A number of the Child Geeks had already played Glen More and other tile games where collection and building with or for resources was a familiar game mechanic. For those Child Geeks that were brand new to the concepts introduced in Lunarchitects, the learning curve proved to be less than moderate, but not exactly easy. The difficulty came from understanding how all the Resources worked together, which is only something you can really learn by playing. Brilliantly, the game designer purposely designed the game to slowly build on its level of difficulty and depth of play. This proved to be exactly what the Child Geeks needed and wanted. According to one Child Geek, “At first, I was all kinds of not sure what to do. But as soon as you start playing, it all makes sense.” Another Child Geek said, “What I like best is that there is no bad way to play this game. You can play to win or just play to see how well you can do. It’s all fun.” So fun, in fact, that all the Child Geeks agreed to approve the game, finding Lunarchitects to be more entertained than they initially imagined.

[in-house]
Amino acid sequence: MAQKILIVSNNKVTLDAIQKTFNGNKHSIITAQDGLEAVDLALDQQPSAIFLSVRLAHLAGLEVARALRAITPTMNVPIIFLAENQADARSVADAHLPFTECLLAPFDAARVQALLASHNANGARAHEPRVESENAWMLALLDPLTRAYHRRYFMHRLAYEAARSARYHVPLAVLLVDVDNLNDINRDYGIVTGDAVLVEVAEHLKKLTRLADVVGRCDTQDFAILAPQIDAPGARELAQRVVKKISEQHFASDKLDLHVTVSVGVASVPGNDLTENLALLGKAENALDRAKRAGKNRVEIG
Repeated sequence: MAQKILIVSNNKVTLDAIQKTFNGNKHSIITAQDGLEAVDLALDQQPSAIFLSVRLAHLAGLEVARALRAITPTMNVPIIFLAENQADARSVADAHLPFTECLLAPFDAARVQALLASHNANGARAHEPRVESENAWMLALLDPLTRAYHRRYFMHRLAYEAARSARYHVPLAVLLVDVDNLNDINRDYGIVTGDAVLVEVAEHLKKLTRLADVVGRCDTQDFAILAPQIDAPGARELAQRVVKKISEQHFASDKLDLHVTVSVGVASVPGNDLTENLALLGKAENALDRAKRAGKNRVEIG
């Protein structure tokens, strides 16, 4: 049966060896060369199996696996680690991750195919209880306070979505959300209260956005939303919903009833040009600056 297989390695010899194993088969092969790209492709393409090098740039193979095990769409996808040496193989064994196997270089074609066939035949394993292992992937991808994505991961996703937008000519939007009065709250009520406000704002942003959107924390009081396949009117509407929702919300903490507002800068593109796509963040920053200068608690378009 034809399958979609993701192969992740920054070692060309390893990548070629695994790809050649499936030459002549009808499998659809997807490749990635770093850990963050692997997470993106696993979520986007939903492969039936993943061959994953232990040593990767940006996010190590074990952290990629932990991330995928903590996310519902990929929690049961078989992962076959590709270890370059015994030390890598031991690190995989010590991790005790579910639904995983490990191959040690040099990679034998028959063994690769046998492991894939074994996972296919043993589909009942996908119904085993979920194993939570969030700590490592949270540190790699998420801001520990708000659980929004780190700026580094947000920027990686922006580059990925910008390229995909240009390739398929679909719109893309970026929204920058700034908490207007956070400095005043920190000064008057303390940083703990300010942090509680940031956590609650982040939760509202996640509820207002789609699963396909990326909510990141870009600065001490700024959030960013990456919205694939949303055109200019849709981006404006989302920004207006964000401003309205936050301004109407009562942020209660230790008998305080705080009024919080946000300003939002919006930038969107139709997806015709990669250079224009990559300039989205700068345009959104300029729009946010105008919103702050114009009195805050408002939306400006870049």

The Parent Geeks were also very pleased by the game, finding it to be a casual affair that could easily be changed to a more challenging experience if the situation called for it. According to one Parent Geek, “I really like games like this that allow you to alter and modify how they are played without having to do much. This is a game I can bring to any gathering and I know I will be able to play it with anyone there.” Another Parent Geek said, “What I appreciated most was how you could change the game’s difficulty so easily, but you never really change how the game is played. The only thing you have to shift is your thinking.” From non-gamers to veteran Parent Geek gamers, all were pleased with how smooth the game played, its different levels of difficulty, and best of all, its high level of playability with friends and family.